Domestic Animals

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Domestic Animals


species of animals bred by man. The economic benefits derived from breeding animals have been of decisive significance in their domestication. Tamed animals were a more reliable source of food than wild ones, whose numbers near human settlements rapidly diminished as hunting techniques improved. All domestic animals are descendants of wild ancestors, differing from them in behavior, external appearance, internal organization, and productivity as a result of man’s influence. With the exception of silkworms and bees, all domestic animals are vertebrates. Of the large number of wild animal species, a certain portion belonging to various phyla, classes, orders, families, and genera has been domesticated.

Domestic animals include cattle, sheep, goats, reindeers, camels, llamas, buffalo, yaks, bantengs, gayals, horses, pigs, dogs, cats, rabbits, guinea pigs, chickens, ducks, geese, turkeys, guinea fowls, pigeons, bees, and Asiatic silkworms. Close to domestic animals are certain fish raised in ponds and aquariums, the “decorative” birds (canaries and peacocks), and laboratory animals. The marals and sikas constitute a transitional stage between wild and domestic animals; the foxes, arctic foxes, sables, mink, and coypus raised in cages also fall into this category. These animals are at the stage of domestication.

Science has not yet clarified the question of the wild ancestors of domestic animals. It is presumed that the ancestors of the pig were the various species of wild boars (European, Indian, and Mediterranean) and of the domestic sheep, the wild species of sheep found in Europe (Corsica and Sardinia), Asia Minor, and Middle and Central Asia. The bezoar goat and markhor are thought to be the ancestors of the domestic goat, and the urus is believed to be the ancestor of cattle.

Regarding the origin of horses, many scientists agree that the principal ancestors of the horse were the tarpan and Przhevalski’s horse. The wild red jungle fowls are considered to be the ancestors of many breeds of chickens.

The time and place of the domestication of the first animals are judged primarily from excavations of the settlements of primitive man. Excavations show that the dog was domesticated earlier than other animals, in the Mesolithic; the pig, sheep, goat, and cattle were domesticated in the Neolithic; and the horse was domesticated later. Since the Mesolithic and Neolithic did not begin simultaneously in different parts of the world, there was a process in the Neolithic cultures of not only the primary domestication of animals but also of breeding the already domesticated ones. The supposed areas of the origin of domestic animals are determined to a significant degree by the zoogeographic areas of distribution of their wild ancestors. However, it is easier to establish the places of origin and domestication of those animals whose ancestors had small areas of distribution during the period of domestication (for example, the yak, banteng, and chicken). It is more difficult to establish the supposed areas of origin of such animals as cattle, dogs, and pigs, the wild ancestors of which were widely distributed in Asia, Africa, and Europe. Evidently, the ancient areas of origin of domestic animals were the regions of the Near East and Asia Minor, and then the regions of the ancient cultures in the basins of the Nile, Tigris, Euphrates, Ganges, Indus, Amu Darya, and Huang Ho rivers and in the upper reaches of the Enisei and elsewhere where farming arose first.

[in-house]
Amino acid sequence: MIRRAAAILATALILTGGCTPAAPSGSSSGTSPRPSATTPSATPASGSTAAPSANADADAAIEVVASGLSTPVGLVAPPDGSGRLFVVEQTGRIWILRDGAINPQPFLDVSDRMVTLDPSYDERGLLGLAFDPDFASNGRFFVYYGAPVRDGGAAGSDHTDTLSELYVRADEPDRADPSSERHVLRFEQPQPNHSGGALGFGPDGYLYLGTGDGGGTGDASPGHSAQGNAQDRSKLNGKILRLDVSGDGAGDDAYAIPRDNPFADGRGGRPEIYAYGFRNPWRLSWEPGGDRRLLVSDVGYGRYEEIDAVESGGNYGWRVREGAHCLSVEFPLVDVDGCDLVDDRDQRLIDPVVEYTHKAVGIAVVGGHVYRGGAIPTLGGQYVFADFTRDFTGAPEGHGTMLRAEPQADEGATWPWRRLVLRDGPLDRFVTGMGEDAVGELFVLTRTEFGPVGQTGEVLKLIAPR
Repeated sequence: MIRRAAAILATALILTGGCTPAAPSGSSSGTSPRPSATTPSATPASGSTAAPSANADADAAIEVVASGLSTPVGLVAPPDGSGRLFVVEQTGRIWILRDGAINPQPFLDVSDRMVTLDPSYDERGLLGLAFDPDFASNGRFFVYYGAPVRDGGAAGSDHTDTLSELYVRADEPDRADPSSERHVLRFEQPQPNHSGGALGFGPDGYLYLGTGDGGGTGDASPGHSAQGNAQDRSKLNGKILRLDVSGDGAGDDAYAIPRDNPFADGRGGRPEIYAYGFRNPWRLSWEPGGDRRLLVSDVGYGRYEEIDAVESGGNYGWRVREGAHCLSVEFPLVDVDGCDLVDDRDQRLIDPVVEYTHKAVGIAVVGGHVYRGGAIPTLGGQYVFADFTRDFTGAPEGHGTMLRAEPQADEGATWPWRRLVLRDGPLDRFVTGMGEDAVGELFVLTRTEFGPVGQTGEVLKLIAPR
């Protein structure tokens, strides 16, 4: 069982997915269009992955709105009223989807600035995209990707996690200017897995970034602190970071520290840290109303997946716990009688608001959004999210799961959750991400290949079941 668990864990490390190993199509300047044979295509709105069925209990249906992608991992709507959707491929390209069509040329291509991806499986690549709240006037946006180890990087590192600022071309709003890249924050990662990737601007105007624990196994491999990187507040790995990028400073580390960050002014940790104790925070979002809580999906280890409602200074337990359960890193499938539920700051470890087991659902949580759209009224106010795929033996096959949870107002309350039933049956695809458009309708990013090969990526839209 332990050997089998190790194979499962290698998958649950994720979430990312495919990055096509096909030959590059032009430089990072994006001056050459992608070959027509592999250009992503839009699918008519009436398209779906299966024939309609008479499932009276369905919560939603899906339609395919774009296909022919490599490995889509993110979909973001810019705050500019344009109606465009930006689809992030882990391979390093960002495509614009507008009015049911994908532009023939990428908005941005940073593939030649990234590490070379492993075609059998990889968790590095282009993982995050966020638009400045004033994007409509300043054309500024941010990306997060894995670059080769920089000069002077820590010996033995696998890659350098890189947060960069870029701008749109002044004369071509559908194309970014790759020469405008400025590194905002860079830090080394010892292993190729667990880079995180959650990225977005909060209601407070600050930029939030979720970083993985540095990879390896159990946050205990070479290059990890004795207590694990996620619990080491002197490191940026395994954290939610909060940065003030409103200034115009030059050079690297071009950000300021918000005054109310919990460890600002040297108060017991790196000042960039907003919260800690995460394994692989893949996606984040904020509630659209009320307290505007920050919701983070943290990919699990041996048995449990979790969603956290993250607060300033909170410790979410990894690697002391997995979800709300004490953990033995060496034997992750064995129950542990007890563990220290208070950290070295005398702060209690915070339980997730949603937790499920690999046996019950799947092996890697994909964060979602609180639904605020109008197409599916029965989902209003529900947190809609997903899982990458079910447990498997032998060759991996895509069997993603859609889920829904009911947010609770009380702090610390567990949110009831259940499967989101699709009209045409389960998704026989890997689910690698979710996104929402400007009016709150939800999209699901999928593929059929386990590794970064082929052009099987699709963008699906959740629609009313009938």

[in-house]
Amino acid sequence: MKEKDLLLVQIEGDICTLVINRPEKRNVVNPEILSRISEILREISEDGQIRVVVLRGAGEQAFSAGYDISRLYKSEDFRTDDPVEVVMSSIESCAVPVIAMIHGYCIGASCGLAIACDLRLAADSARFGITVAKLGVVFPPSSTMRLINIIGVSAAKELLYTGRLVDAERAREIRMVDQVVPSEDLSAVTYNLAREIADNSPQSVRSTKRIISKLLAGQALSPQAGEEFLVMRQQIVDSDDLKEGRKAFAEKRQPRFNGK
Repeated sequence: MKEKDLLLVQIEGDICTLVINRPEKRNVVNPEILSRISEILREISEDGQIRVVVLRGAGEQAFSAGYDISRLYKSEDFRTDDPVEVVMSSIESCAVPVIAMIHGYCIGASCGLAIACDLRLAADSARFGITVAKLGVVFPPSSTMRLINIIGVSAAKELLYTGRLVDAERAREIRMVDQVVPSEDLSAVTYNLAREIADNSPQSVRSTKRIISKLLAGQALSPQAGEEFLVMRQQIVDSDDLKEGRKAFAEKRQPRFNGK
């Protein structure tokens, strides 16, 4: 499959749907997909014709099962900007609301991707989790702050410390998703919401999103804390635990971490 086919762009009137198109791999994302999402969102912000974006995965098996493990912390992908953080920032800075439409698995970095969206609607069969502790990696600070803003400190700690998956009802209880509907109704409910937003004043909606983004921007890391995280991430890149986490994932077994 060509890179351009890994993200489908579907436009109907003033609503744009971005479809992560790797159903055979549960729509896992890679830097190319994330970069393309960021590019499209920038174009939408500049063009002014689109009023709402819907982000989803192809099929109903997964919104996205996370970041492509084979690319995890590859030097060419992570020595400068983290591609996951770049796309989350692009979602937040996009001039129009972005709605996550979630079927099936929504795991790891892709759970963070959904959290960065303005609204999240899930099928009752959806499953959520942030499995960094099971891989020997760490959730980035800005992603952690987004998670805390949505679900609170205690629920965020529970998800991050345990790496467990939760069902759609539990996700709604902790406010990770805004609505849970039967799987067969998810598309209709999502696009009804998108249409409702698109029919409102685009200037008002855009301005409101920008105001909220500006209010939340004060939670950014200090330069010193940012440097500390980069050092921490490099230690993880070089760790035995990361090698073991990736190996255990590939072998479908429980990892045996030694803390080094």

The taming of domestic animals probably occurred through various ways: natural contact between man and the animals and the forced taming of the young and then of the adult animals.

Various breeds have been developed from the many species of domestic animals, and these have formed under the influence of socioeconomic and natural historical conditions and have been adapted to satisfy a variety of man’s needs. The domestication of wild animals bred in captivity and the development of various breeds were carried out gradually under the influence of new environmental conditions and artificial selection. At first unconsciously and then purposefully, man strove for greater productivity from the domestic animals. Thus, while a wild hen lays approximately 15 eggs a year, some chickens of modern improved breeds lay approximately 300 eggs a year. A female of wild cattle produces only several hundred kilograms of milk (per one lactation), while the best modern cows of improved breeds produce approximately 10,000-15,000 kg of milk. A wild swine that breeds once a year will produce five-six young, while modern pigs of improved stock breed twice a year, producing 25-30 young annually. Much work has been done to improve the existing breeds of domestic animals as well as to develop new ones. Livestock raisers are developing new breeds to meet the needs of agriculture and industry by crossbreeding local, historically formed breeds with pedigreed ones, by selecting and breeding the better animals, and by directed raising of the young (for example, improving the breed by means of special feeding).


Bogoliubskii, S. N. Proiskhozhdenie domashnikh zhivotnykh. Moscow, 1956.
Bogoliubskii, S. N. Proiskhozhdenie i preobrazovanie domashnikh zhivotnykh. Moscow, 1959.
Herre, W. “Proiskhozhdenie domashnikh zhivotnykh i ikh dome-stikatsiia.” In Rukovodstvo po razvedeniiu zhivotnykh, vol. 1. Moscow, 1963. (Translated from German.)
Tsalkin, V. I. “Proiskhozhdenie domashnikh zhivotnykh v svete dannykh sovremennoi arkheologii.” In Soveshchanie, posviashchennoe 100-letiiu vykhoda v svet knigi Ch. Darvina “Izmenenie zhivotnykh i rasteniy pod vliianiem odomashnivaniia” (1868), 18-20 dek. 1968 g. Tezisy dokladov. Moscow, 1968.
Klatt, B. Entstehung der Haustiere, vol. 3. Berlin, 1927.


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